Tuesday, June 29, 2010

WHY CAN'T WE TALK THINGS OUT?

A rather conservative Republican friend (yes, I'd like to believe such a thing is possible!) recently responded to me that maybe they couldn't love me anymore, if I insisted on giving any props to Obama -- he who apparently can do ABSOLUTELY nothing right (according to the conservatives).  Perhaps it was because I had just pasted a video of Rachel Maddow's rather intelligent listing of statistics on Facebook.  Ms. Maddow listed both many of the legislative achievements of Ronald Reagan (a lot of which would be frowned on today by many of the same conservative pundits who praise Reagan as their god), as well as a listing of legislation passed (imperfect or not) during the time Obama has been in office so far.  No matter if you agreed with the bills or not, just in terms of scope and activity it was actually an impressive list--countering many of those who feel our President has been inactive so far.

[My crime, in case you don't know, is not being one who dismisses his accomplishments.  Either that or it was my response to the "fracking" activities of the natural gas companies in this country, as explored in the excellent (and literally incendiary) documentary, GASLAND by Josh Fox, currently on HBO this month.]

But this post is not about natural gas or about Obama or even a specific ideology.  It's about what's happened to us as a people--a people who feel we can't talk to each other anymore if we have opposing viewpoints.  It seems that rather than come together to find mutual ground to solve really crushing problems--health care, the economy, the environment, energy, disasters (both man-made and natural)--we are suppose to stomp off to our corners and pout, convinced that ONLY we are right, only WE know the answers, and we are to brook no further discussion.  My way or the highway, as they used to say.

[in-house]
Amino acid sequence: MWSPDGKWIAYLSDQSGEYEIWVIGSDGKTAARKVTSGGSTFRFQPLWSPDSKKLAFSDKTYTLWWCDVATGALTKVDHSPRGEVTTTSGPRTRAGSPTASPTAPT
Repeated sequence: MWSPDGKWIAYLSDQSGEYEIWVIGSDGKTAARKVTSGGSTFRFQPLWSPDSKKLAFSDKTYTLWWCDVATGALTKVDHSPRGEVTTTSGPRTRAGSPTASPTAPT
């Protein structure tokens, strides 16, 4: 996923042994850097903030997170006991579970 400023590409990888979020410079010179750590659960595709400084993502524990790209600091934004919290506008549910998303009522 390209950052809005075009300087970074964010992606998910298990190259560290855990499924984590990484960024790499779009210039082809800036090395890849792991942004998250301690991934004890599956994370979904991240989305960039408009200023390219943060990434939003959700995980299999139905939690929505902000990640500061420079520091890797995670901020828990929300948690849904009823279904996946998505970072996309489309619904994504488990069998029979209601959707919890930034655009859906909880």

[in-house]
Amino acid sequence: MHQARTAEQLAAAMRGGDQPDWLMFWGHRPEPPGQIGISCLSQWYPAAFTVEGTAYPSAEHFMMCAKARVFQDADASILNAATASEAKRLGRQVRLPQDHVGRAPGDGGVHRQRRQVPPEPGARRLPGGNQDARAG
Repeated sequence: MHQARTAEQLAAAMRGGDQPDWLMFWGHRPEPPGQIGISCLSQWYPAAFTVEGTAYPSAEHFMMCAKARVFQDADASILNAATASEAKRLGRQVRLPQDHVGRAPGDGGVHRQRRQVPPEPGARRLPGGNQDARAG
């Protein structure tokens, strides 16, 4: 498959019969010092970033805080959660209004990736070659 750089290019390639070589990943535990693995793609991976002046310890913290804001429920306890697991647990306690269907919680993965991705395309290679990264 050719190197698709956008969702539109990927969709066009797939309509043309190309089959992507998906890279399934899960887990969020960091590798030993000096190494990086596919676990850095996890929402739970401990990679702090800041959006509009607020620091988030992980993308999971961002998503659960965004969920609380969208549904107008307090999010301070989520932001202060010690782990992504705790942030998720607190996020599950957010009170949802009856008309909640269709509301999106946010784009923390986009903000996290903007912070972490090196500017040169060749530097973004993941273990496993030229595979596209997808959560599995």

The place where we are, as a people, is a sad and lonely one.  We appear to be so bruised that we are unwilling to touch one another, lest we hit a sore spot.  Any ideology is just an idea--one that can be abused.  Yet to discuss pros and cons on either capitalism or socialism is anathema---rational thought is disdained, no look allowed at what positives can be drawn from either, and god forbid we admit that any theory or theology can be spoiled not by its pure practice but by the greed and corruption of those running the ideology.  It's like those who must have blind faith--you either accept it whole cloth or you reject it, and no intelligent compromise can be reached.  It's as if we've jumped back to the 1950s, and just a word, like "communism" invokes such fear and hatred that people become irrational, versus being able to discuss it as merely an ideology, an approach to a problem.  Like the mere mention of a word, an "ism," will corrupt your body like a social disease.  The contradiction--that we wish to preserve our cherished rights, like freedom of speech and thought and yet we wish to quell all voices and opinions other than our own--is depressing and even scary.

Can't we come to some consensus?  Or does that mean that WE don't win?  It is my personal belief that if we have any function on this planet at all, we are supposed to leave the place better than when we found it--and lately, we seem to be failing that mission miserably.